February 15, 2014

Lowcountry school battles prescription drug use

The Hilton Head Island High School student wasn't breathing, and the school nurse couldn't find a pulse.

The Hilton Head Island High School student wasn't breathing, and the school nurse couldn't find a pulse.

Principal Amanda O'Nan sent a staff member for the defibrillator, hoping it could revive the student who had fallen unconscious after a Xanax overdose.

"I want to go over the feeling of what it's like when you see a student go down and it's one of you, and you hear your nurse call out, 'I can't find a pulse, they're not breathing,' " O'Nan said Friday morning during an assembly of the school's freshmen and seniors. She met with sophomores and juniors later in the day.

"What it's like to watch a student lifeless, to wait for the ambulance for what seems like minutes after minutes when it's really only seconds, to watch a student helpless," she said. "As a principal, what am I going to say to the mother when I have to tell her, 'I think we've lost a student'? All because of Xanax usage."

In recent weeks, the high school has found that some students are taking a combination of Xanax, a prescription narcotic used to manage anxiety, and Coricidin, an over-the-counter cold-and-cough medicine. Paramedics have been called to the campus several times.

The school is taking a head-on approach to the problem, O'Nan said. Beyond meeting with the student body, the school has enlisted the Beaufort County Sheriff's Office to help get to the root of the problem.

The Sheriff's Office Drug Investigations Team is trying to find out where students are getting the drugs, Sheriff P.J. Tanner said Thursday.

"Normally, when you see a new concoction of drugs like this used as a mixture -- in this case cough medicine and Xanax as a combo -- this kind of thing is trendy," he said. "We want to make sure we have a thorough understanding of what the problem is and how deep it goes."

The investigation is only a week old but already has identified several possible suppliers, Tanner said. He expects that list to grow.

The Sheriff's Office also has identified some students it believes to be users, but Tanner declined to provide a specific number.

"I don't think a number should be attached to it because if it's low, then people don't think it's serious, and if it's high, then people think it's an epidemic," he said. "We're comfortable with the numbers we're looking at currently. We're not overly concerned as of right now."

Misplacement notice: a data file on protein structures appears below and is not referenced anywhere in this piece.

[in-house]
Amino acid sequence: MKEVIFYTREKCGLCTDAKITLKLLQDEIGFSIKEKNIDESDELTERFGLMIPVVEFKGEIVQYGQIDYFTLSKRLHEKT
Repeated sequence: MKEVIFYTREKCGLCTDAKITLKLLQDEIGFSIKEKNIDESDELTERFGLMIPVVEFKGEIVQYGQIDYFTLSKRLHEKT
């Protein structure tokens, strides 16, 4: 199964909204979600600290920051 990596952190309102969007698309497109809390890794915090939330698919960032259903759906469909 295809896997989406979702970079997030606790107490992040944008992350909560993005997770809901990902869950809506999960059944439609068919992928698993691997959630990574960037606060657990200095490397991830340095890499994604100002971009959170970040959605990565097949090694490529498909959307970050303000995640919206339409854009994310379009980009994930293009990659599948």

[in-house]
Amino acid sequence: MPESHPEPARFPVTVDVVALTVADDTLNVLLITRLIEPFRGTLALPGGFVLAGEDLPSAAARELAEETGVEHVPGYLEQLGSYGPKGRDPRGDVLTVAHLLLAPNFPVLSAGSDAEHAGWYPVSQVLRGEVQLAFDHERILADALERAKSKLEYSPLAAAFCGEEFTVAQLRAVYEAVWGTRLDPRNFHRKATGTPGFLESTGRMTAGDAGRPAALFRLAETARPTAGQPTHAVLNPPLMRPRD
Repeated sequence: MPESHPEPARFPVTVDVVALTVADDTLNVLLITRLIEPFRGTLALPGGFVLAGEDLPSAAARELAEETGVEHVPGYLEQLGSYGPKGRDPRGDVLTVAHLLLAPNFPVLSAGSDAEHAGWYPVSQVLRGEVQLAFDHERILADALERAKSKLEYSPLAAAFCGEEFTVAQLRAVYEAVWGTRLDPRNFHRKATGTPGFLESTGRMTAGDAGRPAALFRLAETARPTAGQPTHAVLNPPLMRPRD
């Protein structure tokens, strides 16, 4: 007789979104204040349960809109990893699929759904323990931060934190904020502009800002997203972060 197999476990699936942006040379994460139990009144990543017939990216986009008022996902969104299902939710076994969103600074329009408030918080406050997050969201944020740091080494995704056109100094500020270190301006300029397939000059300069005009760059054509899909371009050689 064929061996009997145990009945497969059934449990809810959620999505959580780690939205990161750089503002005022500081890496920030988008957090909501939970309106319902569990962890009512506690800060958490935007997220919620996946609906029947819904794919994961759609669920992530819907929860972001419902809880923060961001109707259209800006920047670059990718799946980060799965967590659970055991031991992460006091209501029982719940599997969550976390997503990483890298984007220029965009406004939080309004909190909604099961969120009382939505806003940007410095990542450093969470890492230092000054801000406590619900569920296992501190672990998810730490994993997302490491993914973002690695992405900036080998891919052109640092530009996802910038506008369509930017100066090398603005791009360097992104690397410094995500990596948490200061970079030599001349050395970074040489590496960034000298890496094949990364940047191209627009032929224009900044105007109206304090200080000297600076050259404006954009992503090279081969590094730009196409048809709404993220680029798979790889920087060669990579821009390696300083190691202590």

Since Jan. 22, eight drug-related incidents resulted in disciplinary action at the school, O'Nan said. This week was the first in several that the school did not have to call the paramedics or take disciplinary action related to drugs, she added.

"My tactic is to be very transparent in addressing this and not sweep it under the rug, so I feel the heightened awareness has already started to help change the culture," O'Nan said. "I think people are starting to see the magnitude of the issues so there is less pushback and more emphasis on how we can fix this."

As part of its investigation, the Sheriff's Office is looking into whether the drug combo is being used at other district high schools. So far, that has not been the case, Tanner said.

"Normally, when you find issues like this, it is not isolated to one particular school," Tanner said. "So we are looking at it as a countywide issue to make sure we aren't overlooking similar problems at other high schools or that it doesn't bleed into the middle school."

Superintendent Jeff Moss also said he's seen no reports of similar problems at other schools.

He said the Hilton Head situation might lead to conversations about random drug testing of students involved in extracurricular activities. Moss had such a policy in other districts where he worked and said it was effective, despite initial outcry from parents.

"We are going to continue to have those conversations in the student-services department," he said.

Several students said the straight talk about the situation is helping them understand the health and legal consequences of having and taking the drugs.

Senior Victor Jimenez said learning that several of his peers almost died from taking the drugs "opened a lot of our eyes," he said.

The problem also seems to cross all grades and involve many different groups of students, senior Olivia Joslin said Friday.

Students are afraid to provide information or be the "snitch" and turn their friends in, she said, "but being a 'snitch' in this situation could save a life."

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